[KNM] Gestion des connaissances – Economie de la connaissance (RePEc, 24/07/2010)

Source : NEP (New Economics Papers) | RePEc

  • Innovation and Diversity in a Dynamic Knowledge Network
Date: 2010-03
By: Tamás Sebestyén (Department of Economics and Regional Studies, University of Pécs)
URL: http://d.repec.org/n?u=RePEc:pec:wpaper:2010/1&r=knm
In this paper we examine the evolution of network formation. We present a model in which companies in an industry can innovate alone or in alliance with others. Alliance formation is based on the cognitive distance of companies. If two companies form an alliance, their probability of success in innovation depends on their proximity in knowledge space, that is, their cognitive distance. Knowledge, on the other hand, is modelled in two dimensions: breadth and depth. The main results of our analysis are that in the present setting heterogeneity decreases among companies whilst innovation can increase and decrease also, depending on the initial parameters of the industry’s knowledge endowment. The model also reveales the importance of external shocks in maintaining heterogeneity and concludes with a possible typology of cluster evolution among the dimensions of heterogeneity and innovativeness.
Keywords: knowledge network, innovation, knowledge heterogeneity, alliance formation, cluster evolution
JEL: I23
Date: 2010
By: Anne Reino
Maaja Vadi
URL: http://d.repec.org/n?u=RePEc:mtk:febawb:71&r=knm
The objective of the present paper is to outline the regularities in the formation of organizational values. New organizational values measurement tool – Organizational Values Questionnaire was developed by author of the paper. A study of organizational values in Estonian organizations took place in the period 2004–2008. Values were analyzed in terms of the Competing Values Framework, according to which organizational values could be qualified into four broad categories (Open System, Rational Goal, Internal Processes and Human Relations). A binary logit regression analysis was applied in order to test the impact of industry, organizational size and age on organizational values. The findings of the study demonstrate that both contextual and organizational determinants are significant predictors of organizational values; however, different factors do not have equal power in explaining organizational values. It became ev ident that the impact that industry had on organizational values was the greatest, but size of organization is also a significant predictor of values. Although arguments about organizational age as a determinant of organizational values have been given in the literature, our study showed that organizational age does not predict organizational values in Estonia. This finding may be explained by the path dependency of the country because the processes that have taken place in a society certainly have an influence on organizations. The findings of the present study reveal some regularities about the influence of contextual and organizational factors on organizational values, but they also encourage organizations to discover the potential for shaping their values in order to ensure the survival of the organization in complicated times and its development in that particular environment.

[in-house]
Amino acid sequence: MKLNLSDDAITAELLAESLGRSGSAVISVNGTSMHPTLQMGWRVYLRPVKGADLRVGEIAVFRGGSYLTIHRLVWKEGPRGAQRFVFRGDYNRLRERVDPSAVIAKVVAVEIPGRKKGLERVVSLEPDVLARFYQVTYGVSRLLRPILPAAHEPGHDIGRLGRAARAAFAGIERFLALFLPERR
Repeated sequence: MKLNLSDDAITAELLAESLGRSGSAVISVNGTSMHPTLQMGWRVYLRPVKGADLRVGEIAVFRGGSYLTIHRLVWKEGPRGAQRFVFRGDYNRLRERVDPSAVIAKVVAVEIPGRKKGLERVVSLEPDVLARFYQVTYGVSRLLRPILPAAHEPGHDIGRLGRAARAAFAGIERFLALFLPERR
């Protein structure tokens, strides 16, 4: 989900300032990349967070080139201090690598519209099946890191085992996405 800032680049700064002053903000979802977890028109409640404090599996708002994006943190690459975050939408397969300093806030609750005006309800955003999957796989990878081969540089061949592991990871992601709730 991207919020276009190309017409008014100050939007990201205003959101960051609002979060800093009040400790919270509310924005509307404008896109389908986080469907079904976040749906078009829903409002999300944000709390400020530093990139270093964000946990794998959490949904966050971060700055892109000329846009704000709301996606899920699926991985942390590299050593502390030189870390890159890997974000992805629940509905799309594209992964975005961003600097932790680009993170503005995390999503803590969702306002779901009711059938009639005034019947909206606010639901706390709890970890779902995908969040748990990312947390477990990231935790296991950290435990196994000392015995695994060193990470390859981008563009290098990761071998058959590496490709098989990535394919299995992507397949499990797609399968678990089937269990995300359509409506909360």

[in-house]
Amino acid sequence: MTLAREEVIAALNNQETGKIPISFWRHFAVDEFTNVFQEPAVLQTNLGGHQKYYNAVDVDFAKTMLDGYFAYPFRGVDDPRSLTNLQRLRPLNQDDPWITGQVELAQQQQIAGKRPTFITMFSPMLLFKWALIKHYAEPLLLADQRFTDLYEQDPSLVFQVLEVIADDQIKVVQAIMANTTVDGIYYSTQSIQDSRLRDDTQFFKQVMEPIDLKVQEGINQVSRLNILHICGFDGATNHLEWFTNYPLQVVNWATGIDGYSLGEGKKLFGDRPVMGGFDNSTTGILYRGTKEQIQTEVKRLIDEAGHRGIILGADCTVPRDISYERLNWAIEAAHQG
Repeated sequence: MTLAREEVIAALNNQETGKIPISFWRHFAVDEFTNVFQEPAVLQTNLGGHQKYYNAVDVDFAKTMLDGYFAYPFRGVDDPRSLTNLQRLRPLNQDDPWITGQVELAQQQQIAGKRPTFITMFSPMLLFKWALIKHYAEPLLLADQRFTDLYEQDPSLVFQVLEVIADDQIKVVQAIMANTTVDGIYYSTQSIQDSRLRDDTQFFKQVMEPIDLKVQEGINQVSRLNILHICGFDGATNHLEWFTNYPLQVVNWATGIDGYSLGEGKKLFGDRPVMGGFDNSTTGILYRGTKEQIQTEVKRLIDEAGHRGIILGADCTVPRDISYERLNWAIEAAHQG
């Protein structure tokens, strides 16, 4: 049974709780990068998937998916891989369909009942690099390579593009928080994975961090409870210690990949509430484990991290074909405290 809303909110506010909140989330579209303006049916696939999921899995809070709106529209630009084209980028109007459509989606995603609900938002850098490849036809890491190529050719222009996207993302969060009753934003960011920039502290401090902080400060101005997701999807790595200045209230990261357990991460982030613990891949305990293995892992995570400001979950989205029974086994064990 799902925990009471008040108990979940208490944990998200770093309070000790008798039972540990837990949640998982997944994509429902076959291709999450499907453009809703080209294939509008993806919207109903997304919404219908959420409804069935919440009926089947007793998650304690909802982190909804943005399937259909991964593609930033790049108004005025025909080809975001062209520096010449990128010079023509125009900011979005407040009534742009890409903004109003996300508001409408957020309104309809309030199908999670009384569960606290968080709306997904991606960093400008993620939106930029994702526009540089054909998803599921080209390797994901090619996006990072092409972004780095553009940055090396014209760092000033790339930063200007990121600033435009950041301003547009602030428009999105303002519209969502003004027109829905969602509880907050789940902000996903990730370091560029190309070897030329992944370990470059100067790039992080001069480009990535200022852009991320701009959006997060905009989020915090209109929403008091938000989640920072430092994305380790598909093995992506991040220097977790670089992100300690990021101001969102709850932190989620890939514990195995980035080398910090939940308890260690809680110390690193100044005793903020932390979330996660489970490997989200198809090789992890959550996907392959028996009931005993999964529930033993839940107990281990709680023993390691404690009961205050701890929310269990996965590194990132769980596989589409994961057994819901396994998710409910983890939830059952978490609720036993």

Keywords: organizational values, determinants of values, Competing Values Framework, Estonia
JEL: M14
  • Product, process and organizational innovation: drivers, complementarity, and productivity effects
Date: 2010-06
By: Polder, Michael
Van Leeuwen, George
Mohnen, Pierre
Raymond, Wladimir
URL: http://d.repec.org/n?u=RePEc:pra:mprapa:23719&r=knm
We propose a model where both R&D and ICT investment feed into a system of three innovation output equations (product, process and organizational innovation), which ultimately feeds into a productivity equation. We find that ICT investment and usage are important drivers of innovation in both manufacturing and services. Doing more R&D has a positive effect on product innovation in manufacturing. The strongest productivity effects are derived from organizational innovation. We find positive effects of product and process innovation when combined with an organizational innovation. There is evidence that organizational innovation is complementary to process innovation.